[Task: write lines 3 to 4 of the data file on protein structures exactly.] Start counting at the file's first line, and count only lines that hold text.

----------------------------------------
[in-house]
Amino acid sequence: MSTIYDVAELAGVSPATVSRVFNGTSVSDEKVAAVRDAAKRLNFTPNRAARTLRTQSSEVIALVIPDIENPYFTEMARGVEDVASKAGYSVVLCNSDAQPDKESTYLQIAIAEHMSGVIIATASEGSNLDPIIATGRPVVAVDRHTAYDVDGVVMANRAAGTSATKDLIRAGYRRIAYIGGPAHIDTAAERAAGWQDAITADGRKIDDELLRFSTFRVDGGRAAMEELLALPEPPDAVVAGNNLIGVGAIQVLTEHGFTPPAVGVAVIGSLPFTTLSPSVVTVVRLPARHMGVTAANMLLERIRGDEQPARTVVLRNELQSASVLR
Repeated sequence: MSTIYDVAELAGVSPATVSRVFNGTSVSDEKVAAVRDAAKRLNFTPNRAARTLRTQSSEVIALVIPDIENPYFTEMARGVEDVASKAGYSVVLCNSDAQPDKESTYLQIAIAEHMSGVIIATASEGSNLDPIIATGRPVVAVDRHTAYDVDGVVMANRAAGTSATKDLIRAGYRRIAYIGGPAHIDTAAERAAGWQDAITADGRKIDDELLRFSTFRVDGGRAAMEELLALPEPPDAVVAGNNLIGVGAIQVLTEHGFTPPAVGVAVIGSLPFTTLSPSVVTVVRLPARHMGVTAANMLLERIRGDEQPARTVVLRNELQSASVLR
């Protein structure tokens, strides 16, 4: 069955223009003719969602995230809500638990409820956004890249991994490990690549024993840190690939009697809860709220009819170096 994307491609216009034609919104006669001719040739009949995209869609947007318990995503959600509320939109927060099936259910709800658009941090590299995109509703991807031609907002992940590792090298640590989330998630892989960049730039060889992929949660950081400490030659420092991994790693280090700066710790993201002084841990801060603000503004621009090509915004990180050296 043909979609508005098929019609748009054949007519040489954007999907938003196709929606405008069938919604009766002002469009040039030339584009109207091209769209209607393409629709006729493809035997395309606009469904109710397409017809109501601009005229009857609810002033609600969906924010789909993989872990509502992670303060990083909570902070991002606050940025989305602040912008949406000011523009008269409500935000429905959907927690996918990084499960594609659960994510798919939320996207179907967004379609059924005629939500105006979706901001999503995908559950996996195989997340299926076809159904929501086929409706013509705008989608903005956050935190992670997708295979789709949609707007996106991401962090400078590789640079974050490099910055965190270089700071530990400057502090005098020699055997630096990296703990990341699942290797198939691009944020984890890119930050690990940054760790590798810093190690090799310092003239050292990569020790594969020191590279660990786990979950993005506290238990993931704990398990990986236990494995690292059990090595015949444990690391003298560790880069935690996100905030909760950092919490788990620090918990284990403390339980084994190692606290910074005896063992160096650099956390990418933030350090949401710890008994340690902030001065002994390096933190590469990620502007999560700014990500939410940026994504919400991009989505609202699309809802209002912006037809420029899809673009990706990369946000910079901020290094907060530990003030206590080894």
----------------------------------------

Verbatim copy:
Repeated sequence: MSTIYDVAELAGVSPATVSRVFNGTSVSDEKVAAVRDAAKRLNFTPNRAARTLRTQSSEVIALVIPDIENPYFTEMARGVEDVASKAGYSVVLCNSDAQPDKESTYLQIAIAEHMSGVIIATASEGSNLDPIIATGRPVVAVDRHTAYDVDGVVMANRAAGTSATKDLIRAGYRRIAYIGGPAHIDTAAERAAGWQDAITADGRKIDDELLRFSTFRVDGGRAAMEELLALPEPPDAVVAGNNLIGVGAIQVLTEHGFTPPAVGVAVIGSLPFTTLSPSVVTVVRLPARHMGVTAANMLLERIRGDEQPARTVVLRNELQSASVLR
């Protein structure tokens, strides 16, 4: 069955223009003719969602995230809500638990409820956004890249991994490990690549024993840190690939009697809860709220009819170096 994307491609216009034609919104006669001719040739009949995209869609947007318990995503959600509320939109927060099936259910709800658009941090590299995109509703991807031609907002992940590792090298640590989330998630892989960049730039060889992929949660950081400490030659420092991994790693280090700066710790993201002084841990801060603000503004621009090509915004990180050296 043909979609508005098929019609748009054949007519040489954007999907938003196709929606405008069938919604009766002002469009040039030339584009109207091209769209209607393409629709006729493809035997395309606009469904109710397409017809109501601009005229009857609810002033609600969906924010789909993989872990509502992670303060990083909570902070991002606050940025989305602040912008949406000011523009008269409500935000429905959907927690996918990084499960594609659960994510798919939320996207179907967004379609059924005629939500105006979706901001999503995908559950996996195989997340299926076809159904929501086929409706013509705008989608903005956050935190992670997708295979789709949609707007996106991401962090400078590789640079974050490099910055965190270089700071530990400057502090005098020699055997630096990296703990990341699942290797198939691009944020984890890119930050690990940054760790590798810093190690090799310092003239050292990569020790594969020191590279660990786990979950993005506290238990993931704990398990990986236990494995690292059990090595015949444990690391003298560790880069935690996100905030909760950092919490788990620090918990284990403390339980084994190692606290910074005896063992160096650099956390990418933030350090949401710890008994340690902030001065002994390096933190590469990620502007999560700014990500939410940026994504919400991009989505609202699309809802209002912006037809420029899809673009990706990369946000910079901020290094907060530990003030206590080894």